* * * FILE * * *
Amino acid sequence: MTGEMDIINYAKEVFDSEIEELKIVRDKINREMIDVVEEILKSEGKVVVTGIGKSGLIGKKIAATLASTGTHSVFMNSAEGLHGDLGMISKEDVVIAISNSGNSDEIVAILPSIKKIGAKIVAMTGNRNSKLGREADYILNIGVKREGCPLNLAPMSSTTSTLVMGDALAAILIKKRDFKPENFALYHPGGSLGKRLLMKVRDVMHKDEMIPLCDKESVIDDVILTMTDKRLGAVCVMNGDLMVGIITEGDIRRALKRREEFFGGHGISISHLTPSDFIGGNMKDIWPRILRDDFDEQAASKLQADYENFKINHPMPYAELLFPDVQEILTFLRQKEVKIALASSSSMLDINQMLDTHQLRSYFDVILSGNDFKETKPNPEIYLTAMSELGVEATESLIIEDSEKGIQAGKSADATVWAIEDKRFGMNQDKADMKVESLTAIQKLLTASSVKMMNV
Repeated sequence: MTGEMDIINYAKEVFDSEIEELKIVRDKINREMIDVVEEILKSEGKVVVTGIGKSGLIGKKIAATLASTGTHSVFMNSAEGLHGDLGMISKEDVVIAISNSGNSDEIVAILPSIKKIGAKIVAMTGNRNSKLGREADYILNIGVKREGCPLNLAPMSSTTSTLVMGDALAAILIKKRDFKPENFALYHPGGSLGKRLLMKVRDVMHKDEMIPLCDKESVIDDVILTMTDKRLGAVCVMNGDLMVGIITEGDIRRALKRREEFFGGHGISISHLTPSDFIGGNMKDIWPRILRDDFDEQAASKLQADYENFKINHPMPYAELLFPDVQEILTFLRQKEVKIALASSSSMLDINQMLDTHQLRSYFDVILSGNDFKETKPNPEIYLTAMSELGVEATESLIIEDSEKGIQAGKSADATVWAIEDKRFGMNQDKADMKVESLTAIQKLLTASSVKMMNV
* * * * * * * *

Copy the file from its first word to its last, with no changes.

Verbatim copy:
Amino acid sequence: MTGEMDIINYAKEVFDSEIEELKIVRDKINREMIDVVEEILKSEGKVVVTGIGKSGLIGKKIAATLASTGTHSVFMNSAEGLHGDLGMISKEDVVIAISNSGNSDEIVAILPSIKKIGAKIVAMTGNRNSKLGREADYILNIGVKREGCPLNLAPMSSTTSTLVMGDALAAILIKKRDFKPENFALYHPGGSLGKRLLMKVRDVMHKDEMIPLCDKESVIDDVILTMTDKRLGAVCVMNGDLMVGIITEGDIRRALKRREEFFGGHGISISHLTPSDFIGGNMKDIWPRILRDDFDEQAASKLQADYENFKINHPMPYAELLFPDVQEILTFLRQKEVKIALASSSSMLDINQMLDTHQLRSYFDVILSGNDFKETKPNPEIYLTAMSELGVEATESLIIEDSEKGIQAGKSADATVWAIEDKRFGMNQDKADMKVESLTAIQKLLTASSVKMMNV
Repeated sequence: MTGEMDIINYAKEVFDSEIEELKIVRDKINREMIDVVEEILKSEGKVVVTGIGKSGLIGKKIAATLASTGTHSVFMNSAEGLHGDLGMISKEDVVIAISNSGNSDEIVAILPSIKKIGAKIVAMTGNRNSKLGREADYILNIGVKREGCPLNLAPMSSTTSTLVMGDALAAILIKKRDFKPENFALYHPGGSLGKRLLMKVRDVMHKDEMIPLCDKESVIDDVILTMTDKRLGAVCVMNGDLMVGIITEGDIRRALKRREEFFGGHGISISHLTPSDFIGGNMKDIWPRILRDDFDEQAASKLQADYENFKINHPMPYAELLFPDVQEILTFLRQKEVKIALASSSSMLDINQMLDTHQLRSYFDVILSGNDFKETKPNPEIYLTAMSELGVEATESLIIEDSEKGIQAGKSADATVWAIEDKRFGMNQDKADMKVESLTAIQKLLTASSVKMMNV